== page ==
Chronic heart failure and the immune system

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Several lines of evidence support a role of immune mechanisms in the pathogenesis of chronic heart failure (CHF). Proinflammatory cytokines (interleukin-1, -2, -6, and tumor necrosis factor) and chemokines are involved in cardiac depression and in the progression of heart failure. Other components believed to be relevant to the pathogenesis of CHF are adhesion molecules, autoantibodies, nitric oxide (NO), and endothelin-1. The origin of the immune activation in patients with CHF is still unknown, however two hypotheses have been proposed on the basis of experimental and clinical data. One suggests that the bowel wall edema leads to bacterial translocation with subsequent endotoxin release and immune activation. The second suggests that the heart in CHF is the main source of cytokines, as is shown by the fact that TNFα is produced by the failing myocardium but not by a normal one. No single source of cytokine production (gut or heart) seems sufficient to fully explain the multiple organ involvement and the systemic inflammation of CHF, which is probably related to systemic hypoxia, a potent stimulus for activation of the immune system and for cytokine production. The effort to define the immune system's role has opened new perspectives of therapeutic strategies, such as anti-cytokine drugs, to treat CHF.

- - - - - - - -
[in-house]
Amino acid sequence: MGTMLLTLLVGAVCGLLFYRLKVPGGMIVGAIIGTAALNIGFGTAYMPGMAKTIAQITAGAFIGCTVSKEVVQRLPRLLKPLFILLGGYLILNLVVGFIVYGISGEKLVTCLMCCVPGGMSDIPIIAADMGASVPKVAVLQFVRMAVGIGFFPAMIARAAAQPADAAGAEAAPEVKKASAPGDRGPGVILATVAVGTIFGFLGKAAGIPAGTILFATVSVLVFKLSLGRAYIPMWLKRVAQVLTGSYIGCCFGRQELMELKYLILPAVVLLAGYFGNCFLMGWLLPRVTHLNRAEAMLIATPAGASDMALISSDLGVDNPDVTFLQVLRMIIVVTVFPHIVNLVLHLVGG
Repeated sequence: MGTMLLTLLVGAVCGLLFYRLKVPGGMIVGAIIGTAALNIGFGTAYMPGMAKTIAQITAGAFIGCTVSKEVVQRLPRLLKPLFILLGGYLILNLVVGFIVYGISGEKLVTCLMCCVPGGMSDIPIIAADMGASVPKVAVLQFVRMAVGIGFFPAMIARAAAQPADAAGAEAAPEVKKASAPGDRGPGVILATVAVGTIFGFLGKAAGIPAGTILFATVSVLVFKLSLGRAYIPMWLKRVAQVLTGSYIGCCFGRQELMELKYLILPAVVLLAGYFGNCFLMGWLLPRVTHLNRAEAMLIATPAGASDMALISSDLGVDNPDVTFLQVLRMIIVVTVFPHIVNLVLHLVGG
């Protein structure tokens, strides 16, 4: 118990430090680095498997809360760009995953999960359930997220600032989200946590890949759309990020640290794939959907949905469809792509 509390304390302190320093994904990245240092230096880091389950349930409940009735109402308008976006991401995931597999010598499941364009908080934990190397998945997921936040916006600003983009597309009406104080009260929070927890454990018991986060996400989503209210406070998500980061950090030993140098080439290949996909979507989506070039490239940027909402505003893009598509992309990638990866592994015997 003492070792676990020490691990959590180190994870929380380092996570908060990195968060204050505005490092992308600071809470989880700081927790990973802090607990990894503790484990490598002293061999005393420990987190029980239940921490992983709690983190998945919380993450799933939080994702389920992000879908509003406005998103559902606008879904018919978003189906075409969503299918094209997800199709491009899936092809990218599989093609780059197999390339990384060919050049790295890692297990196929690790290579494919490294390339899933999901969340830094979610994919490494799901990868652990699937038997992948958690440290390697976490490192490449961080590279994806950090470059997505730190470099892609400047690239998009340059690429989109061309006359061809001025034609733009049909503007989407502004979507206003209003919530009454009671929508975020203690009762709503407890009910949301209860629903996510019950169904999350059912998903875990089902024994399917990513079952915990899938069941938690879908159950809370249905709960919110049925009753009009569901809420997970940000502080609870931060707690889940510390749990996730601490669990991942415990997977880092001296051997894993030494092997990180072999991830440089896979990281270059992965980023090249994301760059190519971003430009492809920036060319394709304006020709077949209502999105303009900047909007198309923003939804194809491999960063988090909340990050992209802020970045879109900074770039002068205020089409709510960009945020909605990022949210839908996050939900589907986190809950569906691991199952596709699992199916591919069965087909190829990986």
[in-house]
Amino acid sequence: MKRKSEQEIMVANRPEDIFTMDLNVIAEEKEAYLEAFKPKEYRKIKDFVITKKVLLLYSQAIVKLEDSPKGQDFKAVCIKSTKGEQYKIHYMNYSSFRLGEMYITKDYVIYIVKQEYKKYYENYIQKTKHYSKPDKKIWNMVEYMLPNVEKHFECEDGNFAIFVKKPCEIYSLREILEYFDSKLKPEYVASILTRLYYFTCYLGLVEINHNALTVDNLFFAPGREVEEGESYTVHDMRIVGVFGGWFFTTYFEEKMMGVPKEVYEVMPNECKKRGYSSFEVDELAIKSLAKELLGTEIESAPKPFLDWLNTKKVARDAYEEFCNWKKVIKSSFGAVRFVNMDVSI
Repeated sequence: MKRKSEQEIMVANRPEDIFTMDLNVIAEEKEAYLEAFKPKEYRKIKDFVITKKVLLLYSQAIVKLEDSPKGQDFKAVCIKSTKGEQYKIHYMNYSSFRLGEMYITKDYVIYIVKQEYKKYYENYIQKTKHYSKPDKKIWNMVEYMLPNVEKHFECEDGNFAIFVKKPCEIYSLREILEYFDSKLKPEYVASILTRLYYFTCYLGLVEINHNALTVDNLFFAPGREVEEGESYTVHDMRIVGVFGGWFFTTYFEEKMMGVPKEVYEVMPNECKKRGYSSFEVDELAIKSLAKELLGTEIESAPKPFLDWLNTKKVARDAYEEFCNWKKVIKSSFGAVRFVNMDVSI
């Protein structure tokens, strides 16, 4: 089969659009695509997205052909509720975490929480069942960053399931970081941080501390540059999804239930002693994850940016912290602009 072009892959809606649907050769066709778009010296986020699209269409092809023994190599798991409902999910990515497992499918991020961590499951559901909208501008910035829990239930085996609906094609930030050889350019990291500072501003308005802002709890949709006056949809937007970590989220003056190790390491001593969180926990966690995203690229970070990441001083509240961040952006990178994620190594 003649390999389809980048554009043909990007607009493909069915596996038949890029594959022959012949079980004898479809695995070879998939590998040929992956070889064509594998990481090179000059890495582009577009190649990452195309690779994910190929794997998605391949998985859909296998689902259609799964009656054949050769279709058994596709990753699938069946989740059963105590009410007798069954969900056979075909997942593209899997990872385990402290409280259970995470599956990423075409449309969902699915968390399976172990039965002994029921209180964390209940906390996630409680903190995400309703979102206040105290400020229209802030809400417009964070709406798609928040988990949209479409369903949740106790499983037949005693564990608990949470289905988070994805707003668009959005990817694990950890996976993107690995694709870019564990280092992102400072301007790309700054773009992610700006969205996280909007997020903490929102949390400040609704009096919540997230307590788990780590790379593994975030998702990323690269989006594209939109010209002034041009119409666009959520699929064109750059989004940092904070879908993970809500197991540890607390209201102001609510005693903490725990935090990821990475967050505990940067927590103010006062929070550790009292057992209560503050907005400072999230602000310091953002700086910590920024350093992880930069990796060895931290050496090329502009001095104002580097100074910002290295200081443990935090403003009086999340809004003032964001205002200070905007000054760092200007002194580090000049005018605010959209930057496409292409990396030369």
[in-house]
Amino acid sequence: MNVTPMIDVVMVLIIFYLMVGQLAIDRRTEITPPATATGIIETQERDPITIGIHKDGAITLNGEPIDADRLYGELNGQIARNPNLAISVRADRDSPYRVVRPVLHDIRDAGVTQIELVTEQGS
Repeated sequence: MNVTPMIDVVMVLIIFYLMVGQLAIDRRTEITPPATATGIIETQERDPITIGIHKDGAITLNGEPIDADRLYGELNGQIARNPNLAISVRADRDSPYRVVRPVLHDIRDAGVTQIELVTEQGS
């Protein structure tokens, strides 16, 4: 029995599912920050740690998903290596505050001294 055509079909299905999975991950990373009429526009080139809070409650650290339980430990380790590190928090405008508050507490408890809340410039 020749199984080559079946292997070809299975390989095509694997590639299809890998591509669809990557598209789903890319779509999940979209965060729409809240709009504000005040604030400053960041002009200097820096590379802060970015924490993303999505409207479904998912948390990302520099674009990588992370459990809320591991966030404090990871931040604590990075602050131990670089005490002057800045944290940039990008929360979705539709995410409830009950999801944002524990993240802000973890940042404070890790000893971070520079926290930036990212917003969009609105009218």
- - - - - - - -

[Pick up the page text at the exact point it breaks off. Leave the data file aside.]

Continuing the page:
Original languageEnglish
Pages (from-to)325-340
Number of pages16
JournalClinical Reviews in Allergy and Immunology
Issue number3
Publication statusPublished - Dec 2002


  • Adhesion molecules
  • Autoantibodies
  • Complement
  • Cytokines
  • Endothelin
  • Heart failure

ASJC Scopus subject areas

  • Immunology and Allergy


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